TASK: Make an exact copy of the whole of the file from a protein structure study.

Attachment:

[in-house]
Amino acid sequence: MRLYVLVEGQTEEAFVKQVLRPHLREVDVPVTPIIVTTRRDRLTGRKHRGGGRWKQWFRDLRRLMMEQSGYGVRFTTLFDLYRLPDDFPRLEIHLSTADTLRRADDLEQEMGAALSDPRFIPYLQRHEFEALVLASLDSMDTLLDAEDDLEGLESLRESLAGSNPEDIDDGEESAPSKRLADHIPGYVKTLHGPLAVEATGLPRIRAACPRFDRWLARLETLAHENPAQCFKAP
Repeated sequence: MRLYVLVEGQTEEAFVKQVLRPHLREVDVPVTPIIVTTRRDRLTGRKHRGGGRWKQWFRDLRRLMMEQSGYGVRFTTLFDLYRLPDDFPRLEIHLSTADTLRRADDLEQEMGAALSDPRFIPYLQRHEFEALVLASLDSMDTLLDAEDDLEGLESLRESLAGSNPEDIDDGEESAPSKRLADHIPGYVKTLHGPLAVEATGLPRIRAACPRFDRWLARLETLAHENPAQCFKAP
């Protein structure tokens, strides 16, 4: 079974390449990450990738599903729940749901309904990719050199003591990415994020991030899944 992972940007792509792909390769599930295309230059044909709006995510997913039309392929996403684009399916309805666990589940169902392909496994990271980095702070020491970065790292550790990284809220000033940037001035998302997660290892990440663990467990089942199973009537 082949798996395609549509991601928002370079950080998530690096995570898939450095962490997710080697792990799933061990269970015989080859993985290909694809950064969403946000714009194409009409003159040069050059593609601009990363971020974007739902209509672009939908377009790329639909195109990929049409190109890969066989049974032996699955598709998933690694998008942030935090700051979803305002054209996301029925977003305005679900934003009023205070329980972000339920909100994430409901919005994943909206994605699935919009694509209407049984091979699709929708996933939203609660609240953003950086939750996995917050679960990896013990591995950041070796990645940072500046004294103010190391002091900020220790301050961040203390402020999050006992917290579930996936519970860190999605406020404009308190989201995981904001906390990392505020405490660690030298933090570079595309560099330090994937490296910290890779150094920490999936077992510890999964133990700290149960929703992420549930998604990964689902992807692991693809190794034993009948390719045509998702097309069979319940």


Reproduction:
[in-house]
Amino acid sequence: MRLYVLVEGQTEEAFVKQVLRPHLREVDVPVTPIIVTTRRDRLTGRKHRGGGRWKQWFRDLRRLMMEQSGYGVRFTTLFDLYRLPDDFPRLEIHLSTADTLRRADDLEQEMGAALSDPRFIPYLQRHEFEALVLASLDSMDTLLDAEDDLEGLESLRESLAGSNPEDIDDGEESAPSKRLADHIPGYVKTLHGPLAVEATGLPRIRAACPRFDRWLARLETLAHENPAQCFKAP
Repeated sequence: MRLYVLVEGQTEEAFVKQVLRPHLREVDVPVTPIIVTTRRDRLTGRKHRGGGRWKQWFRDLRRLMMEQSGYGVRFTTLFDLYRLPDDFPRLEIHLSTADTLRRADDLEQEMGAALSDPRFIPYLQRHEFEALVLASLDSMDTLLDAEDDLEGLESLRESLAGSNPEDIDDGEESAPSKRLADHIPGYVKTLHGPLAVEATGLPRIRAACPRFDRWLARLETLAHENPAQCFKAP
């Protein structure tokens, strides 16, 4: 079974390449990450990738599903729940749901309904990719050199003591990415994020991030899944 992972940007792509792909390769599930295309230059044909709006995510997913039309392929996403684009399916309805666990589940169902392909496994990271980095702070020491970065790292550790990284809220000033940037001035998302997660290892990440663990467990089942199973009537 082949798996395609549509991601928002370079950080998530690096995570898939450095962490997710080697792990799933061990269970015989080859993985290909694809950064969403946000714009194409009409003159040069050059593609601009990363971020974007739902209509672009939908377009790329639909195109990929049409190109890969066989049974032996699955598709998933690694998008942030935090700051979803305002054209996301029925977003305005679900934003009023205070329980972000339920909100994430409901919005994943909206994605699935919009694509209407049984091979699709929708996933939203609660609240953003950086939750996995917050679960990896013990591995950041070796990645940072500046004294103010190391002091900020220790301050961040203390402020999050006992917290579930996936519970860190999605406020404009308190989201995981904001906390990392505020405490660690030298933090570079595309560099330090994937490296910290890779150094920490999936077992510890999964133990700290149960929703992420549930998604990964689902992807692991693809190794034993009948390719045509998702097309069979319940």